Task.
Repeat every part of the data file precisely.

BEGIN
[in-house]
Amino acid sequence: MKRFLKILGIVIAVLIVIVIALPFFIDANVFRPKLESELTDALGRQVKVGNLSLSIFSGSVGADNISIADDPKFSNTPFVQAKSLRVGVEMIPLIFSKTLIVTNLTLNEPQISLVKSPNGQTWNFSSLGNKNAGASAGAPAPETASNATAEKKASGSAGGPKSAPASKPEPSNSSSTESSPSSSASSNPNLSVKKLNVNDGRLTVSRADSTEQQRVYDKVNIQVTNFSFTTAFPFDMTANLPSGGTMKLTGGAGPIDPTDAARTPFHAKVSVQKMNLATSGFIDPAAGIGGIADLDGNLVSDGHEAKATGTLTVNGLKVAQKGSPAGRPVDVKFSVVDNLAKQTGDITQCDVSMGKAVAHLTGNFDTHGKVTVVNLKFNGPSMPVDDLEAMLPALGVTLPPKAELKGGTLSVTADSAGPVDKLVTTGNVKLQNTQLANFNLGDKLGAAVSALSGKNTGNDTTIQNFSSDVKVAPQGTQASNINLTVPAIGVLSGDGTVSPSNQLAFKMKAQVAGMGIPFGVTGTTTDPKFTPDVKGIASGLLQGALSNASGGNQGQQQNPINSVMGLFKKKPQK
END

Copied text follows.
[in-house]
Amino acid sequence: MKRFLKILGIVIAVLIVIVIALPFFIDANVFRPKLESELTDALGRQVKVGNLSLSIFSGSVGADNISIADDPKFSNTPFVQAKSLRVGVEMIPLIFSKTLIVTNLTLNEPQISLVKSPNGQTWNFSSLGNKNAGASAGAPAPETASNATAEKKASGSAGGPKSAPASKPEPSNSSSTESSPSSSASSNPNLSVKKLNVNDGRLTVSRADSTEQQRVYDKVNIQVTNFSFTTAFPFDMTANLPSGGTMKLTGGAGPIDPTDAARTPFHAKVSVQKMNLATSGFIDPAAGIGGIADLDGNLVSDGHEAKATGTLTVNGLKVAQKGSPAGRPVDVKFSVVDNLAKQTGDITQCDVSMGKAVAHLTGNFDTHGKVTVVNLKFNGPSMPVDDLEAMLPALGVTLPPKAELKGGTLSVTADSAGPVDKLVTTGNVKLQNTQLANFNLGDKLGAAVSALSGKNTGNDTTIQNFSSDVKVAPQGTQASNINLTVPAIGVLSGDGTVSPSNQLAFKMKAQVAGMGIPFGVTGTTTDPKFTPDVKGIASGLLQGALSNASGGNQGQQQNPINSVMGLFKKKPQK